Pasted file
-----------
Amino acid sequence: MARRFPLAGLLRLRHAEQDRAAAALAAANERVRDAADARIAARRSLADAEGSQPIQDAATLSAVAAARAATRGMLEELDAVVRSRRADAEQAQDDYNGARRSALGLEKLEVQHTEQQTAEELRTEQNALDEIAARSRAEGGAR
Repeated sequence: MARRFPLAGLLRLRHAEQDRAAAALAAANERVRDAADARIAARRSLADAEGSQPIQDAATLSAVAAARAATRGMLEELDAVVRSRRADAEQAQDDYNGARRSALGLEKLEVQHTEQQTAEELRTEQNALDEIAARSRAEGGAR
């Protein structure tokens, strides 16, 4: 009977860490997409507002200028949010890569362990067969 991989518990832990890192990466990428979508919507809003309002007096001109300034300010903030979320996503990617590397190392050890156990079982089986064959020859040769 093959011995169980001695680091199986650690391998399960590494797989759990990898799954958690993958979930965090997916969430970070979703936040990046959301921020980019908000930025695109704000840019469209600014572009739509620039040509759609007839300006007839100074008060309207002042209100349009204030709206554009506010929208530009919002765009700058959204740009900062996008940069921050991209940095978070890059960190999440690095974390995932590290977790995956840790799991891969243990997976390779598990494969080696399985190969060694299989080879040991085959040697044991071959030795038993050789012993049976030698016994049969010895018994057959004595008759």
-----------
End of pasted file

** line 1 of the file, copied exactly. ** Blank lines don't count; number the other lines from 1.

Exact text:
Amino acid sequence: MARRFPLAGLLRLRHAEQDRAAAALAAANERVRDAADARIAARRSLADAEGSQPIQDAATLSAVAAARAATRGMLEELDAVVRSRRADAEQAQDDYNGARRSALGLEKLEVQHTEQQTAEELRTEQNALDEIAARSRAEGGAR